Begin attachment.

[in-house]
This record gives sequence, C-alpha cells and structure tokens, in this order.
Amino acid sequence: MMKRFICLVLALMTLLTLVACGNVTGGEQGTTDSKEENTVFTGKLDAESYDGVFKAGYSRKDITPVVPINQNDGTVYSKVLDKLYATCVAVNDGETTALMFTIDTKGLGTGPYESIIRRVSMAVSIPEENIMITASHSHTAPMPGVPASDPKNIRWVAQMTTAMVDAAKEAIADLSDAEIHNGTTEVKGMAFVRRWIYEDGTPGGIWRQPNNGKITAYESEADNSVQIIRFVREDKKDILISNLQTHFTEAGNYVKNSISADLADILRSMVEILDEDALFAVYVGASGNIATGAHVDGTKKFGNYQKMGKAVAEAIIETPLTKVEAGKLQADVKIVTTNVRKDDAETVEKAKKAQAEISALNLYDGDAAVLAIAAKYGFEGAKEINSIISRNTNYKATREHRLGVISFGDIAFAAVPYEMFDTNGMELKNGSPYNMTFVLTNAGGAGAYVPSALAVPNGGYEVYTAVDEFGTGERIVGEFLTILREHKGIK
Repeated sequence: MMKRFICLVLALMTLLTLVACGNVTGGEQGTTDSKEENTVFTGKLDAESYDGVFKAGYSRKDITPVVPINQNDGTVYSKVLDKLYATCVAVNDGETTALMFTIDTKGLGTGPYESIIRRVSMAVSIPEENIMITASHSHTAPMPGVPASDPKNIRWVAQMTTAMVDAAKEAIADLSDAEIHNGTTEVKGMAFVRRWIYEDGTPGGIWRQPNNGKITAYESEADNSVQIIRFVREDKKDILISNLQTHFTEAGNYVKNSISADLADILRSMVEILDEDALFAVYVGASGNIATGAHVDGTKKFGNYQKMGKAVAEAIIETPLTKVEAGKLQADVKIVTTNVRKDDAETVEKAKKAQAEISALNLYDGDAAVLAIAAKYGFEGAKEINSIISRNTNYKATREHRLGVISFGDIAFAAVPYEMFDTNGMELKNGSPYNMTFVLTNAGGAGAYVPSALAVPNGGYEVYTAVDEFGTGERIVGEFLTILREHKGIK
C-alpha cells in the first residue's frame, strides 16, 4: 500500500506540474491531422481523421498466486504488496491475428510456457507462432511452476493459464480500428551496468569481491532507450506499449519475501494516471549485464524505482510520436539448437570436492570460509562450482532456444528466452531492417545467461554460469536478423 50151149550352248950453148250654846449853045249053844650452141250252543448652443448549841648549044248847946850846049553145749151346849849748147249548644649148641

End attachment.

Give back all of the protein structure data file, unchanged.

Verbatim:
[in-house]
This record gives sequence, C-alpha cells and structure tokens, in this order.
Amino acid sequence: MMKRFICLVLALMTLLTLVACGNVTGGEQGTTDSKEENTVFTGKLDAESYDGVFKAGYSRKDITPVVPINQNDGTVYSKVLDKLYATCVAVNDGETTALMFTIDTKGLGTGPYESIIRRVSMAVSIPEENIMITASHSHTAPMPGVPASDPKNIRWVAQMTTAMVDAAKEAIADLSDAEIHNGTTEVKGMAFVRRWIYEDGTPGGIWRQPNNGKITAYESEADNSVQIIRFVREDKKDILISNLQTHFTEAGNYVKNSISADLADILRSMVEILDEDALFAVYVGASGNIATGAHVDGTKKFGNYQKMGKAVAEAIIETPLTKVEAGKLQADVKIVTTNVRKDDAETVEKAKKAQAEISALNLYDGDAAVLAIAAKYGFEGAKEINSIISRNTNYKATREHRLGVISFGDIAFAAVPYEMFDTNGMELKNGSPYNMTFVLTNAGGAGAYVPSALAVPNGGYEVYTAVDEFGTGERIVGEFLTILREHKGIK
Repeated sequence: MMKRFICLVLALMTLLTLVACGNVTGGEQGTTDSKEENTVFTGKLDAESYDGVFKAGYSRKDITPVVPINQNDGTVYSKVLDKLYATCVAVNDGETTALMFTIDTKGLGTGPYESIIRRVSMAVSIPEENIMITASHSHTAPMPGVPASDPKNIRWVAQMTTAMVDAAKEAIADLSDAEIHNGTTEVKGMAFVRRWIYEDGTPGGIWRQPNNGKITAYESEADNSVQIIRFVREDKKDILISNLQTHFTEAGNYVKNSISADLADILRSMVEILDEDALFAVYVGASGNIATGAHVDGTKKFGNYQKMGKAVAEAIIETPLTKVEAGKLQADVKIVTTNVRKDDAETVEKAKKAQAEISALNLYDGDAAVLAIAAKYGFEGAKEINSIISRNTNYKATREHRLGVISFGDIAFAAVPYEMFDTNGMELKNGSPYNMTFVLTNAGGAGAYVPSALAVPNGGYEVYTAVDEFGTGERIVGEFLTILREHKGIK
C-alpha cells in the first residue's frame, strides 16, 4: 500500500506540474491531422481523421498466486504488496491475428510456457507462432511452476493459464480500428551496468569481491532507450506499449519475501494516471549485464524505482510520436539448437570436492570460509562450482532456444528466452531492417545467461554460469536478423 50151149550352248950453148250654846449853045249053844650452141250252543448652443448549841648549044248847946850846049553145749151346849849748147249548644649148641